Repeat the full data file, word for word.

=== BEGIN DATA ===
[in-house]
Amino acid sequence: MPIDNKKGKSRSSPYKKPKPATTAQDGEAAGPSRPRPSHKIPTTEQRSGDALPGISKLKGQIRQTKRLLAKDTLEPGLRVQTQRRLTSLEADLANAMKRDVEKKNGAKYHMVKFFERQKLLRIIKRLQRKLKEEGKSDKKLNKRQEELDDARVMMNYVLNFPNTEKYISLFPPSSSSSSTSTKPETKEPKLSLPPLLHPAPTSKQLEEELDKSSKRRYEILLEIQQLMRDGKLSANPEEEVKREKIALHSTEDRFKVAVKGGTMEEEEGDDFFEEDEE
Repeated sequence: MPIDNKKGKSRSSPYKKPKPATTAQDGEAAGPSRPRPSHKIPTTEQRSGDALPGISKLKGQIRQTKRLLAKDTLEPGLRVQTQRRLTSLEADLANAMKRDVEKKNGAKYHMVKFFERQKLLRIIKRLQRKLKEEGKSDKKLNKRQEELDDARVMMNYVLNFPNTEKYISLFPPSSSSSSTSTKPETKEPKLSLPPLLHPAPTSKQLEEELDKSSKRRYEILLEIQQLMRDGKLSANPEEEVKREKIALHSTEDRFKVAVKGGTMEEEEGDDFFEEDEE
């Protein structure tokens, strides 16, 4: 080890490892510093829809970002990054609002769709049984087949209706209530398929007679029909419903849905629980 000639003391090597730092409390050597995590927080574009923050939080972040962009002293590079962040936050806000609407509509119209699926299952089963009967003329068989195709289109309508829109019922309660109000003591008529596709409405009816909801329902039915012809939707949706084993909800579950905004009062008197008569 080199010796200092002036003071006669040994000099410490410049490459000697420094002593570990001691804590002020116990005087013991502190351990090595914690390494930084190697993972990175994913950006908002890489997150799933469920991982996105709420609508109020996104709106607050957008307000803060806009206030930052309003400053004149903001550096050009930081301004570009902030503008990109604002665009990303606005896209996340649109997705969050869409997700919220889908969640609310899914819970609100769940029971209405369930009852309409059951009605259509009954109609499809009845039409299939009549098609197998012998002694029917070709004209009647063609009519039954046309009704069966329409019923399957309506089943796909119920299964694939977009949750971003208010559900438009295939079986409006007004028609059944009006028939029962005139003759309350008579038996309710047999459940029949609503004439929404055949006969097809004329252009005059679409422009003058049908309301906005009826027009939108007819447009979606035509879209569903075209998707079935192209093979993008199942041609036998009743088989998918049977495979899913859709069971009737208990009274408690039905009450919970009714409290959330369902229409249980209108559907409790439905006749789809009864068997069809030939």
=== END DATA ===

[in-house]
Amino acid sequence: MPIDNKKGKSRSSPYKKPKPATTAQDGEAAGPSRPRPSHKIPTTEQRSGDALPGISKLKGQIRQTKRLLAKDTLEPGLRVQTQRRLTSLEADLANAMKRDVEKKNGAKYHMVKFFERQKLLRIIKRLQRKLKEEGKSDKKLNKRQEELDDARVMMNYVLNFPNTEKYISLFPPSSSSSSTSTKPETKEPKLSLPPLLHPAPTSKQLEEELDKSSKRRYEILLEIQQLMRDGKLSANPEEEVKREKIALHSTEDRFKVAVKGGTMEEEEGDDFFEEDEE
Repeated sequence: MPIDNKKGKSRSSPYKKPKPATTAQDGEAAGPSRPRPSHKIPTTEQRSGDALPGISKLKGQIRQTKRLLAKDTLEPGLRVQTQRRLTSLEADLANAMKRDVEKKNGAKYHMVKFFERQKLLRIIKRLQRKLKEEGKSDKKLNKRQEELDDARVMMNYVLNFPNTEKYISLFPPSSSSSSTSTKPETKEPKLSLPPLLHPAPTSKQLEEELDKSSKRRYEILLEIQQLMRDGKLSANPEEEVKREKIALHSTEDRFKVAVKGGTMEEEEGDDFFEEDEE
């Protein structure tokens, strides 16, 4: 080890490892510093829809970002990054609002769709049984087949209706209530398929007679029909419903849905629980 000639003391090597730092409390050597995590927080574009923050939080972040962009002293590079962040936050806000609407509509119209699926299952089963009967003329068989195709289109309508829109019922309660109000003591008529596709409405009816909801329902039915012809939707949706084993909800579950905004009062008197008569 080199010796200092002036003071006669040994000099410490410049490459000697420094002593570990001691804590002020116990005087013991502190351990090595914690390494930084190697993972990175994913950006908002890489997150799933469920991982996105709420609508109020996104709106607050957008307000803060806009206030930052309003400053004149903001550096050009930081301004570009902030503008990109604002665009990303606005896209996340649109997705969050869409997700919220889908969640609310899914819970609100769940029971209405369930009852309409059951009605259509009954109609499809009845039409299939009549098609197998012998002694029917070709004209009647063609009519039954046309009704069966329409019923399957309506089943796909119920299964694939977009949750971003208010559900438009295939079986409006007004028609059944009006028939029962005139003759309350008579038996309710047999459940029949609503004439929404055949006969097809004329252009005059679409422009003058049908309301906005009826027009939108007819447009979606035509879209569903075209998707079935192209093979993008199942041609036998009743088989998918049977495979899913859709069971009737208990009274408690039905009450919970009714409290959330369902229409249980209108559907409790439905006749789809009864068997069809030939």